There is only one race, the human race

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The ancient origins, anatomical, linguistic and genetic distinctiveness of southern African San and Khoikhoi people are matters of confusion and debate. They are variously described as the world’s first or oldest people; Africa’s first or oldest people, or the first people of South Africa.

They are in fact two evolutionarily related but culturally distinct groups of populations that have occupied southern Africa for up to 140,000 years. Their first-people status is due to the fact that they commonly retain genetic elements of the most ancient Homo sapiens.

This conclusion is based on evidence from specific types of DNA. This evidence also demonstrates that other sub-Saharan human populations retain genetic bits and pieces of DNA from non-KhoiSan primordial humans. These pre-date their out-of-Africa colonisation of the balance of the world.

What is important in the debate on the origins of, and diversity among, population… click here to read whole article and make comments



Poverty is big business in the West

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At the end of World War II, with Europe reduced to rubble, the United States put into action the Marshall Plan to rebuild the torn continent. Inundating Europe with money resulted in a succession of economic miracles that spread through the continent and launched it to pre-war economic levels in less than a decade.

Another consequence of the War was decolonization, which rippled across Africa and the rest of the colonial world over the next 20 years. The countries born from this faced the enormous task of lifting millions of people formerly subjugated under colonial rule out of grinding poverty. After the Marshall Plan for Europe, foreign aid was given to developing countries to assist them, too.

Two generations later, little progress has been made, and that which has been made has had very little to do with foreign aid. What went wrong?

Poverty Inc., a film directed by Michael Matheson… click here to read whole article and make comments



On the cusp of an African energy revolution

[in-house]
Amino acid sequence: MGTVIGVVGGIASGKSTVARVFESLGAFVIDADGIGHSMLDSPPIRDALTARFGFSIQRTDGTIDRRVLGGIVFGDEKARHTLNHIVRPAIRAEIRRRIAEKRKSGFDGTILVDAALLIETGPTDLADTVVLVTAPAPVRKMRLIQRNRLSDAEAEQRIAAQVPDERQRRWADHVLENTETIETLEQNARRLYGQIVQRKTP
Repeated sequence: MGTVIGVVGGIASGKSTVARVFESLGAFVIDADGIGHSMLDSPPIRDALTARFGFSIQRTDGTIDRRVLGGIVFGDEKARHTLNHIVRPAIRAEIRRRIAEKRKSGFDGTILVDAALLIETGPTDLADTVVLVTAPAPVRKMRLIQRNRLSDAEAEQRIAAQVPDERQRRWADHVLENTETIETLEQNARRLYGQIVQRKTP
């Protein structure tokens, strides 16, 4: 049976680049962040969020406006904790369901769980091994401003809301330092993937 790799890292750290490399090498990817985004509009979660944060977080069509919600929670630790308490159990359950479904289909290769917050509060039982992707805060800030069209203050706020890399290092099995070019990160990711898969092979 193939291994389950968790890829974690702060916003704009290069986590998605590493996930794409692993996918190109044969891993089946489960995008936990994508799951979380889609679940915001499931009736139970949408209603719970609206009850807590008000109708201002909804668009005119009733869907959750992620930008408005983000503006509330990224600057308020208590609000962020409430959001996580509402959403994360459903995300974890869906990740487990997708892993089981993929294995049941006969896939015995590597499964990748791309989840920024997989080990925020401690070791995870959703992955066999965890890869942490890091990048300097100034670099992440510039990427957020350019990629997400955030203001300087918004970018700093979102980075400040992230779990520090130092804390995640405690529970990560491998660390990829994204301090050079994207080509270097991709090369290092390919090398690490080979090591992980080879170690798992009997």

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It is no secret that much of Africa has a scanty network of traditional infrastructure like telephone lines, banking services and electric grids. But it is also becoming less secret that, paradoxically, this deprivation is actually an opportunity in the modern world. The continent can afford to experiment without breaking anything important.

Take Kenya’s reverse electrical revolution.

Kenya produces 2,294 MW of electricity using a mixture of hydroelectric stations, oil-driven generation plants and geothermal sources. (For scale, Itaipu Dam on the border between Paraguay and Brazil alone generates 14,000 MW -- a mere 17 percent of the county’s power.) The result is that, as of 2015, only 28 percent of Kenyans are connected to the spotty electricity grid, leaving the rest of the country to contend with the danger and unhealthy side effects of smoky hurricane and tin lamps to light up the nights, and bedtimes… click here to read whole article and make comments



In Liberia, cultural colonialism takes a large toll on the family

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Among the Liberian victims of the Ebloa epidemic last year were scores of
single mothers who left young families behind. Photo: Plan UK


Families in the West face problems different to those in African countries, as some of the African participants in the recent Vatican Synod on the Family pointed out. And yet the mainstream media paid very little attention to these voices. At the end of the three-week event, Bishop Anthony Borwah of Gbarnga, Liberia (pictured below), spoke with Fabrizio Piciarelli of Rome-based Family and Media about the challenges facing the family in his country.

Bishop Borwah, who lost who lost two brothers in Liberia’s first civil war (1987-1990), wrote his Licentiate thesis in the Communications School of the Pontifical Cross of the Holy Cross on the media and  conflict. It is entitled: The Role of Journalism in the… click here to read whole article and make comments



Nairobi’s matatus: in the midst of chaos, a transport system that works

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Advancements in urban public transportation have spawned some of the most advanced technologies in the world. Some cities have turned it into an art. For instance, Tokyo’s urban rail efficiently moves 40 million people daily on over 4700 km of track.

However, the case is not as simple in many other cities. Nairobi, the capital of Kenya, has more than 3 million people, according to the 2009 census. The city moves around on over 20,000 matatus – buses, minibuses and vans – which reach practically all its corners and beyond, all the time.

While part of Tokyo’s urban rail, like the urban transit systems of most cities in the developed world, is owned or subsidised by the government, all of Nairobi’s matatus are owned and operated privately. The government is only involved in regulating and taxing the industry, paving the way for a flowering of private enterprise… click here to read whole article and make comments



What Africa loses as villagers move to the city